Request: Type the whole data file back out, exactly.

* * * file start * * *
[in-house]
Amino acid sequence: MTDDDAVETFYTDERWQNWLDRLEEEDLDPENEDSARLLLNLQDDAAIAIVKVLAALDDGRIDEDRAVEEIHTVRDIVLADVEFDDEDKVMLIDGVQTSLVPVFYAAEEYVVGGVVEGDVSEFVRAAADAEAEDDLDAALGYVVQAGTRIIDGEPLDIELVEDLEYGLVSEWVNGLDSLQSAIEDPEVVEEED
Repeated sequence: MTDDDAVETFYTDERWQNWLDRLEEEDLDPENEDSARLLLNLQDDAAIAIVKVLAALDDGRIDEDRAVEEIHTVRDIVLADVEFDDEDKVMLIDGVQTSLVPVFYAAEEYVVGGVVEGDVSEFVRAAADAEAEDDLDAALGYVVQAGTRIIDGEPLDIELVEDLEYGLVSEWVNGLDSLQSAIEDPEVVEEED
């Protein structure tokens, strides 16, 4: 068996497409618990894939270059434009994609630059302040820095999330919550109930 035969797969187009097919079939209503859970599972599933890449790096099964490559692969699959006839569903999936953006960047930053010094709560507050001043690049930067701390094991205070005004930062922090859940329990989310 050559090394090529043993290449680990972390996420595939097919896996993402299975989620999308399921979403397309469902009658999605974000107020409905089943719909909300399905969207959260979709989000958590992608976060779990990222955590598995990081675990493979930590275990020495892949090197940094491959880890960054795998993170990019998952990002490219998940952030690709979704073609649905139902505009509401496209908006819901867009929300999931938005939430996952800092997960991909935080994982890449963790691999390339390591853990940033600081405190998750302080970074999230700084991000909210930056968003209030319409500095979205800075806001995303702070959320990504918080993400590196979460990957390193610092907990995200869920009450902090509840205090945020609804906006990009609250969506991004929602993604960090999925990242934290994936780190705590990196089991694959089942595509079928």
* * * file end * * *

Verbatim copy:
[in-house]
Amino acid sequence: MTDDDAVETFYTDERWQNWLDRLEEEDLDPENEDSARLLLNLQDDAAIAIVKVLAALDDGRIDEDRAVEEIHTVRDIVLADVEFDDEDKVMLIDGVQTSLVPVFYAAEEYVVGGVVEGDVSEFVRAAADAEAEDDLDAALGYVVQAGTRIIDGEPLDIELVEDLEYGLVSEWVNGLDSLQSAIEDPEVVEEED
Repeated sequence: MTDDDAVETFYTDERWQNWLDRLEEEDLDPENEDSARLLLNLQDDAAIAIVKVLAALDDGRIDEDRAVEEIHTVRDIVLADVEFDDEDKVMLIDGVQTSLVPVFYAAEEYVVGGVVEGDVSEFVRAAADAEAEDDLDAALGYVVQAGTRIIDGEPLDIELVEDLEYGLVSEWVNGLDSLQSAIEDPEVVEEED
């Protein structure tokens, strides 16, 4: 068996497409618990894939270059434009994609630059302040820095999330919550109930 035969797969187009097919079939209503859970599972599933890449790096099964490559692969699959006839569903999936953006960047930053010094709560507050001043690049930067701390094991205070005004930062922090859940329990989310 050559090394090529043993290449680990972390996420595939097919896996993402299975989620999308399921979403397309469902009658999605974000107020409905089943719909909300399905969207959260979709989000958590992608976060779990990222955590598995990081675990493979930590275990020495892949090197940094491959880890960054795998993170990019998952990002490219998940952030690709979704073609649905139902505009509401496209908006819901867009929300999931938005939430996952800092997960991909935080994982890449963790691999390339390591853990940033600081405190998750302080970074999230700084991000909210930056968003209030319409500095979205800075806001995303702070959320990504918080993400590196979460990957390193610092907990995200869920009450902090509840205090945020609804906006990009609250969506991004929602993604960090999925990242934290994936780190705590990196089991694959089942595509079928």